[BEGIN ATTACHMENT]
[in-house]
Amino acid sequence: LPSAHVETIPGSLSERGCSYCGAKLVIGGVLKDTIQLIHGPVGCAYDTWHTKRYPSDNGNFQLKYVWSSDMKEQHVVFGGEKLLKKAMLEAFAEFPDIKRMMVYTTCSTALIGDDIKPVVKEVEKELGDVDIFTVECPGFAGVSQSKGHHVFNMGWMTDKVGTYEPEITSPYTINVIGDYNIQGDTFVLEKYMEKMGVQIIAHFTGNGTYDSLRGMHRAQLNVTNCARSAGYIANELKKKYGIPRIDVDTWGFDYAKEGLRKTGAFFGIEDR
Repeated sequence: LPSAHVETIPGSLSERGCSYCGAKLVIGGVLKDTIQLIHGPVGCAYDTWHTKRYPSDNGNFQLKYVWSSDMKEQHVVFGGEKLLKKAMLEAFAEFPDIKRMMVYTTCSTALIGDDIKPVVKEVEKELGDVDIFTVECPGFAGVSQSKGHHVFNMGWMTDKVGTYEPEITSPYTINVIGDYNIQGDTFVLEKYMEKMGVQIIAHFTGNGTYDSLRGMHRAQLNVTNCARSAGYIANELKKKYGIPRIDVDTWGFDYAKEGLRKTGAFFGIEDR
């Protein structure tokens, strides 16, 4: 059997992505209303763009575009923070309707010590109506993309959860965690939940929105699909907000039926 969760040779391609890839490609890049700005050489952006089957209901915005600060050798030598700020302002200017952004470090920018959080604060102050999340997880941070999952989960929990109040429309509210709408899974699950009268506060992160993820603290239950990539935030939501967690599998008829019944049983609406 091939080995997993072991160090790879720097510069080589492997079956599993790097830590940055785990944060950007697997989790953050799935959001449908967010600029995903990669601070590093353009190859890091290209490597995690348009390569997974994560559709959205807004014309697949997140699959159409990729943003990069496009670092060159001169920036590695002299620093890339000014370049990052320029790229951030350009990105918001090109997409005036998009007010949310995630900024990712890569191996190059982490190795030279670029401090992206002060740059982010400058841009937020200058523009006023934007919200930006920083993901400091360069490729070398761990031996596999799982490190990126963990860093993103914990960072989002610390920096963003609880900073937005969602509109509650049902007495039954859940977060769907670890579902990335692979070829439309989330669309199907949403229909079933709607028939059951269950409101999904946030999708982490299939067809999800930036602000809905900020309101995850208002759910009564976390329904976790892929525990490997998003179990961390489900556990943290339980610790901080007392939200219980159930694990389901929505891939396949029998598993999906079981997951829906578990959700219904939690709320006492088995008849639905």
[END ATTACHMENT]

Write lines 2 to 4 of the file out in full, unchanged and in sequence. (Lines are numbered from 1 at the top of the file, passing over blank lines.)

Amino acid sequence: LPSAHVETIPGSLSERGCSYCGAKLVIGGVLKDTIQLIHGPVGCAYDTWHTKRYPSDNGNFQLKYVWSSDMKEQHVVFGGEKLLKKAMLEAFAEFPDIKRMMVYTTCSTALIGDDIKPVVKEVEKELGDVDIFTVECPGFAGVSQSKGHHVFNMGWMTDKVGTYEPEITSPYTINVIGDYNIQGDTFVLEKYMEKMGVQIIAHFTGNGTYDSLRGMHRAQLNVTNCARSAGYIANELKKKYGIPRIDVDTWGFDYAKEGLRKTGAFFGIEDR
Repeated sequence: LPSAHVETIPGSLSERGCSYCGAKLVIGGVLKDTIQLIHGPVGCAYDTWHTKRYPSDNGNFQLKYVWSSDMKEQHVVFGGEKLLKKAMLEAFAEFPDIKRMMVYTTCSTALIGDDIKPVVKEVEKELGDVDIFTVECPGFAGVSQSKGHHVFNMGWMTDKVGTYEPEITSPYTINVIGDYNIQGDTFVLEKYMEKMGVQIIAHFTGNGTYDSLRGMHRAQLNVTNCARSAGYIANELKKKYGIPRIDVDTWGFDYAKEGLRKTGAFFGIEDR
């Protein structure tokens, strides 16, 4: 059997992505209303763009575009923070309707010590109506993309959860965690939940929105699909907000039926 969760040779391609890839490609890049700005050489952006089957209901915005600060050798030598700020302002200017952004470090920018959080604060102050999340997880941070999952989960929990109040429309509210709408899974699950009268506060992160993820603290239950990539935030939501967690599998008829019944049983609406 091939080995997993072991160090790879720097510069080589492997079956599993790097830590940055785990944060950007697997989790953050799935959001449908967010600029995903990669601070590093353009190859890091290209490597995690348009390569997974994560559709959205807004014309697949997140699959159409990729943003990069496009670092060159001169920036590695002299620093890339000014370049990052320029790229951030350009990105918001090109997409005036998009007010949310995630900024990712890569191996190059982490190795030279670029401090992206002060740059982010400058841009937020200058523009006023934007919200930006920083993901400091360069490729070398761990031996596999799982490190990126963990860093993103914990960072989002610390920096963003609880900073937005969602509109509650049902007495039954859940977060769907670890579902990335692979070829439309989330669309199907949403229909079933709607028939059951269950409101999904946030999708982490299939067809999800930036602000809905900020309101995850208002759910009564976390329904976790892929525990490997998003179990961390489900556990943290339980610790901080007392939200219980159930694990389901929505891939396949029998598993999906079981997951829906578990959700219904939690709320006492088995008849639905």